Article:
Programming of Bills
Mr Richard Shepherd (Aldridge-Brownhills, Conservative)
The speech by Mr. Luke was a cheer to me. One of the very first cities to enter my consciousness was Dundee: I was born in Aberdeen and my mother comes from Glasgow, and our journeys between the two settled on Dundee, whose romance has never left me. The hon. Gentleman mentioned the great jute industry which, in a sense, opened up Scotland and brought the world to Scotland, so part of his history as a man of Dundee extends much further than the borders of Europe.
When the jute trade, which had created great wealth and prosperity, went into decline, Dundee shared the experience of many of our great cities. I give a cheer for what the hon. Gentleman had to say in that respect. I was especially moved by the fact that he believes in representing the people of Dundee. I believe profoundly that the purpose of the House is to bring together people from all the parts of this island of ours to represent the people who live real lives--those who suffer the varying fortunes and prosperity of their town or region. I wish the hon. Gentleman well--his was a bonny and fair speech.
Before the House today are certain motions, and every speaker has touched on them--indeed, the hon. Member for Dundee, East did so as well. It is a cause of sorrow to me that we seem to be in a court in which the prosecution determines how long the defence may have to make its case. That was not always the tradition of the House. I should have liked the Leader of the House to be present for my speech, because I agree with much that was said by my hon. Friend
I wonder what would happen if there were yet another Scott inquiry. I remember the formidable arguments that Sir Richard advanced to demonstrate the improprieties and the actions of people in high places. I was convinced that his arguments were right, and I along with one other Conservative Back Bencher supported the critique that Sir Richard Scott made of the actions taken by government. He said that certain Ministers had failed in their constitutional duty. I can think of no more severe rebuke. We are talking not of pennies that are stolen but of people who fail in their constitutional responsibilities.
In a sense, that is why I feel that the burdens of the arguments that have been advanced in response to the motions are a real failure in a constitutional sense. I would have liked to remind the Leader of the House that his job is as set out in the traditional sense by my hon. Friend the Member for South Staffordshire. The right hon. Gentleman represents the House to the Executive. The formation of how we go about our businesses must allow the defence, if I may so categorise the other position, the opportunity to make its case--the Opposition's case. The motions arrogate power to the Executive--not the House as a collective of individual representatives, such as the hon. Member for Dundee, East and me, of defined areas in the country--and to the Government and the Crown.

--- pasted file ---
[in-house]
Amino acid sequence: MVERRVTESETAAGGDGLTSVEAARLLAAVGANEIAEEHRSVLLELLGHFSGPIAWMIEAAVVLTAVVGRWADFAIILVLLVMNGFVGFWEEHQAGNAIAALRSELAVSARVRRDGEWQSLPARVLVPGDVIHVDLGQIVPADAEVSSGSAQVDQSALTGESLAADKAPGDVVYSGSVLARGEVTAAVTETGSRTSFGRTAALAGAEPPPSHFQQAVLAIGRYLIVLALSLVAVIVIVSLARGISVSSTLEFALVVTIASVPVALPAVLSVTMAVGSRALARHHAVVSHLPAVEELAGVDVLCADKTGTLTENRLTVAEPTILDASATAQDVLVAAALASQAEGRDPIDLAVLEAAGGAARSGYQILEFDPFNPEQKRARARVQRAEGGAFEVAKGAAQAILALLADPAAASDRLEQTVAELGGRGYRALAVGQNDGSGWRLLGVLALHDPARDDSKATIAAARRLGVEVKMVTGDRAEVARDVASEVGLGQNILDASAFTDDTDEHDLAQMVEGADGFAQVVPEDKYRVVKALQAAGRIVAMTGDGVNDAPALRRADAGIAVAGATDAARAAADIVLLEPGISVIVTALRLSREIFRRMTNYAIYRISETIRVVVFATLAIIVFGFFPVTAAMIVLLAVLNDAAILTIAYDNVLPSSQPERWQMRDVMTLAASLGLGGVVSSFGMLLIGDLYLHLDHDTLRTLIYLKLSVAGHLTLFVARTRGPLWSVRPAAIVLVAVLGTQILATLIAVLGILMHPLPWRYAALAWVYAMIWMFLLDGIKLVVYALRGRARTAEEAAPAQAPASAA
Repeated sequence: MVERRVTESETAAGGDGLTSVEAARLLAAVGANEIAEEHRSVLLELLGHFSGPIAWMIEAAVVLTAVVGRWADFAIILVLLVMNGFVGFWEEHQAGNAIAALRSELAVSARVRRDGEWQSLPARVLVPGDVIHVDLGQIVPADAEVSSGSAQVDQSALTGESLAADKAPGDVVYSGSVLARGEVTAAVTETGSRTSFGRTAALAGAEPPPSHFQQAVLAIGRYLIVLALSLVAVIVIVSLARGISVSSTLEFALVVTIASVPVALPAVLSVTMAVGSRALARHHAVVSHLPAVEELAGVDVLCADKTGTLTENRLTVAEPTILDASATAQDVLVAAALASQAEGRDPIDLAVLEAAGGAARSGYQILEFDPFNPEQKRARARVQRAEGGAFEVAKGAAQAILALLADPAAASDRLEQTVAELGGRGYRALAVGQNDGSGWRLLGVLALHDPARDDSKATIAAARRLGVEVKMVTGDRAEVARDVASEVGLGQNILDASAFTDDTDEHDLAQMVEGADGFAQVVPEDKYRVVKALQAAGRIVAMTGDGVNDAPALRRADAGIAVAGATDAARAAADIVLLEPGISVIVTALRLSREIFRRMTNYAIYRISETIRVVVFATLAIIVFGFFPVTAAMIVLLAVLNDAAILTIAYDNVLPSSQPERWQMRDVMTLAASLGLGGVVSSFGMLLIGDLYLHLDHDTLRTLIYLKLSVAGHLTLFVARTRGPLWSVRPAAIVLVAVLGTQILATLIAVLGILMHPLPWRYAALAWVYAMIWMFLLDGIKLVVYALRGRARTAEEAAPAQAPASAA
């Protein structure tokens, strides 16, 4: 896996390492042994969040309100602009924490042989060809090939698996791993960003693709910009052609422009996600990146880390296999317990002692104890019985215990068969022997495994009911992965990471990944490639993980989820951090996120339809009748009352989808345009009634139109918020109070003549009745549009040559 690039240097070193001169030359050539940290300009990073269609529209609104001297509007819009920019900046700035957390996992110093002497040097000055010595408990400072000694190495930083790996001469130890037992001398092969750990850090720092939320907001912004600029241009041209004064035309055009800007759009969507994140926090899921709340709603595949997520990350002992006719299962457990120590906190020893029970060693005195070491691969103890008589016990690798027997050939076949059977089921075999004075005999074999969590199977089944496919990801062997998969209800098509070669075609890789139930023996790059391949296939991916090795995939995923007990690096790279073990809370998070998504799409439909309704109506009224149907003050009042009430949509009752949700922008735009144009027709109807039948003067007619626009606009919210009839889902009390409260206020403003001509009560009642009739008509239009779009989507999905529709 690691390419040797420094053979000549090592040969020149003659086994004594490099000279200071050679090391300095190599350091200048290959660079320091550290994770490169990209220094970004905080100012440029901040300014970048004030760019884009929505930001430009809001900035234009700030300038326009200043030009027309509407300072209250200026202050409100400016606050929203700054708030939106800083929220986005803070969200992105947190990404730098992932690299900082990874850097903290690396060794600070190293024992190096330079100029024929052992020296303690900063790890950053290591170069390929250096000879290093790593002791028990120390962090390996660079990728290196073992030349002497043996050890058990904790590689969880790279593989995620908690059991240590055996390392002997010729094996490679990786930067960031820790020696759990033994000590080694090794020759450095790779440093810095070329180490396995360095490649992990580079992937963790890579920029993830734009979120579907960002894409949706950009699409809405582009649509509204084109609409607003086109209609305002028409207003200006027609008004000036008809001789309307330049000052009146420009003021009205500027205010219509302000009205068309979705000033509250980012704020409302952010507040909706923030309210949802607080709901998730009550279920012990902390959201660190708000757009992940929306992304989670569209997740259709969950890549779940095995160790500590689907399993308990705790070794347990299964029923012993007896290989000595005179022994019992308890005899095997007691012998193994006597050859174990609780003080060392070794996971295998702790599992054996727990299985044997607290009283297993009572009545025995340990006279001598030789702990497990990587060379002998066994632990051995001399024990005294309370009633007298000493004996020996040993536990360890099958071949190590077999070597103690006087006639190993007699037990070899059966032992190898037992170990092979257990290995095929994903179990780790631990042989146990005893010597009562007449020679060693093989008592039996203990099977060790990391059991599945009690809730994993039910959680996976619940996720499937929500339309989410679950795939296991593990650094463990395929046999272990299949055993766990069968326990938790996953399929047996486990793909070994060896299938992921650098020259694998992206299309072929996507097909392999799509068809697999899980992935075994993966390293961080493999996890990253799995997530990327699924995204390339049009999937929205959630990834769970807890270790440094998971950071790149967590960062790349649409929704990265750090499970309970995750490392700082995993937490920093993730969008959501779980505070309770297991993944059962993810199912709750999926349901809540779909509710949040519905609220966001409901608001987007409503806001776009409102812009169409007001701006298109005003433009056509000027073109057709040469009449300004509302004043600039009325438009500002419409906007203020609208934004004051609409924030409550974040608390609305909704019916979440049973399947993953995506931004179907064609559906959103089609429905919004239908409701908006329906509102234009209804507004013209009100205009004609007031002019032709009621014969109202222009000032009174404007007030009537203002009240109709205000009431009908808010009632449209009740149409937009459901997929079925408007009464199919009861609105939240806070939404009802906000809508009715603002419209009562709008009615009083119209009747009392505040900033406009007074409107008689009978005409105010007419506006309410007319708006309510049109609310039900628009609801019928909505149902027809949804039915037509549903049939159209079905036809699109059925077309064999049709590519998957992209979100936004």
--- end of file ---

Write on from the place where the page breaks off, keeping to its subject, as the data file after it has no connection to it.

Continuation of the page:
A great Member retired at the end of the previous Parliament. He used to characterise the historic function of the House as a struggle against the powers of the Crown. In the course of our democratic history, however, the Crown moved from the end of the Mall to Downing street, and with that came the distinction that was lost. The Crown now so entirely controls the House that the opportunity for us to make a contrary case is diminished. The motions will enforce that.
There is no opportunity to make representations prior to the determination by the Government of what is the appropriate length of debate. Why is it that my hon. Friend Mrs. Browning, who led for the Opposition from the Front Bench, and all my other hon. Friends have so taken agin these proposed measures? If I were taking Oakeshott as my guide, I would say, "I do not know where we are going sometimes. I can only guide myself by past experience."
The experience of the previous Parliament was lamentable. We ended up with no safety valve. There were no means by which we could say, "This was insufficient." My right hon. Friend Miss Widdecombe and three other colleagues protested in a Committee Room. The Government insisted, as my hon. Friend the Member for South Staffordshire said, that what was not true was true and that the House had considered a Bill when it had not.
I have spoken about justice lying in that cross-section of the detail of procedure. However, the justice that we are talking about concerns liberty, the liberty of the people whom we represent. There are those who argue that Parliament is in decline, and we know why that is. What difference do we make? If I want to do a deal, like Mr. Ecclestone, I deal direct with Government. None of those matters ever came before the House.
Our constituents are not foolish. We have no weight in the balance of things. Perhaps when there is a Major-type Government with a small majority, where persuasion can alter the conduct of individual Members who support that Government, that will make a difference. In these great days, however, there is fealty to party. That is not to denigrate the concept of party, because I do not doubt that every Member on the Government Benches supports the Labour party, and that those Members who sit round me support the Conservative party. But the control of patronage runs through the whole system.
The Leader of the House told us that the motions were built on reports produced by the House. With my hon. Friend Mr. Winterton, I served on the Modernisation Committee. We consistently asked for a simple thing--an analysis of how the system had worked in practice. Rational people sat down and pursued rationally a Bill's individually weighted progress, allowing for differing tolerances, but that turned out so badly that the Liberal Democrat representative, Mr. Tyler who, if I may say so, had prattled on in Committee about the merits of the arrangements, saw his party vote against every single measure.